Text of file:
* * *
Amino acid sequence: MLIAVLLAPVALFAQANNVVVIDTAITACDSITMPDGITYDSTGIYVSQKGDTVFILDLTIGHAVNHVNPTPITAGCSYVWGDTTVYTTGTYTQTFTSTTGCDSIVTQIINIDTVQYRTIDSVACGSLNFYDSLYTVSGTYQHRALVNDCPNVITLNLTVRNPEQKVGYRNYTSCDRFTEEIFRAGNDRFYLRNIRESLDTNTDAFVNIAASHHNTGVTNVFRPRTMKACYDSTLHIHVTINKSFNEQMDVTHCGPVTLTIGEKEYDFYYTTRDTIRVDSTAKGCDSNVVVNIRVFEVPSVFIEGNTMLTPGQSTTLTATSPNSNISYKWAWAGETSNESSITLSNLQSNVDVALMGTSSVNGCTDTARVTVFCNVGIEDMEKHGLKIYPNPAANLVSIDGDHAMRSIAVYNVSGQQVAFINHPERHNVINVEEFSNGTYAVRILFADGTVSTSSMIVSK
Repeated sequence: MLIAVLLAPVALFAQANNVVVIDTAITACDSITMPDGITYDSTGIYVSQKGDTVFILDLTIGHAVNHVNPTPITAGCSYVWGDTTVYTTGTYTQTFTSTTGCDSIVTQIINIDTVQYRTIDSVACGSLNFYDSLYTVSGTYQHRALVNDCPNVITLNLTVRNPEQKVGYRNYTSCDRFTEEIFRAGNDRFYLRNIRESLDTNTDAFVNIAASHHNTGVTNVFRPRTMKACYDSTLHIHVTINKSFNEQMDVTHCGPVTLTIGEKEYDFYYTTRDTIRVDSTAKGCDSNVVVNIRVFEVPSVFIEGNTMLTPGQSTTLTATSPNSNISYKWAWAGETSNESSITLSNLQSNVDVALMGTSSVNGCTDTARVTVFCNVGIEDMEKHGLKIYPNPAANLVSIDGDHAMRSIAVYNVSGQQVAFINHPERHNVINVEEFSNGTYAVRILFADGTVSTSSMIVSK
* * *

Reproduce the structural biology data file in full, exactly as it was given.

Amino acid sequence: MLIAVLLAPVALFAQANNVVVIDTAITACDSITMPDGITYDSTGIYVSQKGDTVFILDLTIGHAVNHVNPTPITAGCSYVWGDTTVYTTGTYTQTFTSTTGCDSIVTQIINIDTVQYRTIDSVACGSLNFYDSLYTVSGTYQHRALVNDCPNVITLNLTVRNPEQKVGYRNYTSCDRFTEEIFRAGNDRFYLRNIRESLDTNTDAFVNIAASHHNTGVTNVFRPRTMKACYDSTLHIHVTINKSFNEQMDVTHCGPVTLTIGEKEYDFYYTTRDTIRVDSTAKGCDSNVVVNIRVFEVPSVFIEGNTMLTPGQSTTLTATSPNSNISYKWAWAGETSNESSITLSNLQSNVDVALMGTSSVNGCTDTARVTVFCNVGIEDMEKHGLKIYPNPAANLVSIDGDHAMRSIAVYNVSGQQVAFINHPERHNVINVEEFSNGTYAVRILFADGTVSTSSMIVSK
Repeated sequence: MLIAVLLAPVALFAQANNVVVIDTAITACDSITMPDGITYDSTGIYVSQKGDTVFILDLTIGHAVNHVNPTPITAGCSYVWGDTTVYTTGTYTQTFTSTTGCDSIVTQIINIDTVQYRTIDSVACGSLNFYDSLYTVSGTYQHRALVNDCPNVITLNLTVRNPEQKVGYRNYTSCDRFTEEIFRAGNDRFYLRNIRESLDTNTDAFVNIAASHHNTGVTNVFRPRTMKACYDSTLHIHVTINKSFNEQMDVTHCGPVTLTIGEKEYDFYYTTRDTIRVDSTAKGCDSNVVVNIRVFEVPSVFIEGNTMLTPGQSTTLTATSPNSNISYKWAWAGETSNESSITLSNLQSNVDVALMGTSSVNGCTDTARVTVFCNVGIEDMEKHGLKIYPNPAANLVSIDGDHAMRSIAVYNVSGQQVAFINHPERHNVINVEEFSNGTYAVRILFADGTVSTSSMIVSK